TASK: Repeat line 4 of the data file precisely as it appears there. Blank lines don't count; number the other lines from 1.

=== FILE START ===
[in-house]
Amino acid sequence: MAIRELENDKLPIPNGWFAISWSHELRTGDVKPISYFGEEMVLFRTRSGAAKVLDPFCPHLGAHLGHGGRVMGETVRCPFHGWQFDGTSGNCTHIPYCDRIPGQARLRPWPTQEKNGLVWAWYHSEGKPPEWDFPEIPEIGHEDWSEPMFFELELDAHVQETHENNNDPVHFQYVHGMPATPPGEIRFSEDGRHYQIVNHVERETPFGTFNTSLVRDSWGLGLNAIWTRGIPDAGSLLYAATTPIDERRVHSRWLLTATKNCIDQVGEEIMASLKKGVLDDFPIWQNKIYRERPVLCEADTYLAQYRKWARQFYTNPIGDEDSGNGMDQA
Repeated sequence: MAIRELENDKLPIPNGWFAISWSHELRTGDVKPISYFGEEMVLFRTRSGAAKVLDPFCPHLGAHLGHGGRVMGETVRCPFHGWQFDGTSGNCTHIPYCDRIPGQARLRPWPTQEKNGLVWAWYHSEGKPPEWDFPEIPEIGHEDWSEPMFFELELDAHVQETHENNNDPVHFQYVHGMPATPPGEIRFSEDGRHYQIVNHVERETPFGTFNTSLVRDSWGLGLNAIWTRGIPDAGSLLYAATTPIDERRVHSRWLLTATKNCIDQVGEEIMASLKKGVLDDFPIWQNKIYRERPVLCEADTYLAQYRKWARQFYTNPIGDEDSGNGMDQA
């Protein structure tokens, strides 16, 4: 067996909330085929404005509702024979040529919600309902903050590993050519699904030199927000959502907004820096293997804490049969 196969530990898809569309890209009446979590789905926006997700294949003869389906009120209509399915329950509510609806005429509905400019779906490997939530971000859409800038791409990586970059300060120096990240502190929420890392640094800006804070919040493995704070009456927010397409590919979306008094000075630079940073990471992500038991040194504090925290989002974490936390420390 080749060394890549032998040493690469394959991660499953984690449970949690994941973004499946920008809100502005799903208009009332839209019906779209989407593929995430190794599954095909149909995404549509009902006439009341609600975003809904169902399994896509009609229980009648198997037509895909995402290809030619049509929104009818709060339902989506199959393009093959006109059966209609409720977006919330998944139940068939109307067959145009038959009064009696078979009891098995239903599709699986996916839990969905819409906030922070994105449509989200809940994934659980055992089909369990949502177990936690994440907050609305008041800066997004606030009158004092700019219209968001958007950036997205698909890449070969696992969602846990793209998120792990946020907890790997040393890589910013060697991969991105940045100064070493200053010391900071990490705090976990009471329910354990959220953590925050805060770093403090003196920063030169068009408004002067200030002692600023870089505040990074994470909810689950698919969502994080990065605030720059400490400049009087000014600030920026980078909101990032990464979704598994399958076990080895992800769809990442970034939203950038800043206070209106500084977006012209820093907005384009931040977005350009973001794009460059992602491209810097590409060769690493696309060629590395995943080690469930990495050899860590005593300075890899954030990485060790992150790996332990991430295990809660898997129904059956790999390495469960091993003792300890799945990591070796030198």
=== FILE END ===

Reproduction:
């Protein structure tokens, strides 16, 4: 067996909330085929404005509702024979040529919600309902903050590993050519699904030199927000959502907004820096293997804490049969 196969530990898809569309890209009446979590789905926006997700294949003869389906009120209509399915329950509510609806005429509905400019779906490997939530971000859409800038791409990586970059300060120096990240502190929420890392640094800006804070919040493995704070009456927010397409590919979306008094000075630079940073990471992500038991040194504090925290989002974490936390420390 080749060394890549032998040493690469394959991660499953984690449970949690994941973004499946920008809100502005799903208009009332839209019906779209989407593929995430190794599954095909149909995404549509009902006439009341609600975003809904169902399994896509009609229980009648198997037509895909995402290809030619049509929104009818709060339902989506199959393009093959006109059966209609409720977006919330998944139940068939109307067959145009038959009064009696078979009891098995239903599709699986996916839990969905819409906030922070994105449509989200809940994934659980055992089909369990949502177990936690994440907050609305008041800066997004606030009158004092700019219209968001958007950036997205698909890449070969696992969602846990793209998120792990946020907890790997040393890589910013060697991969991105940045100064070493200053010391900071990490705090976990009471329910354990959220953590925050805060770093403090003196920063030169068009408004002067200030002692600023870089505040990074994470909810689950698919969502994080990065605030720059400490400049009087000014600030920026980078909101990032990464979704598994399958076990080895992800769809990442970034939203950038800043206070209106500084977006012209820093907005384009931040977005350009973001794009460059992602491209810097590409060769690493696309060629590395995943080690469930990495050899860590005593300075890899954030990485060790992150790996332990991430295990809660898997129904059956790999390495469960091993003792300890799945990591070796030198």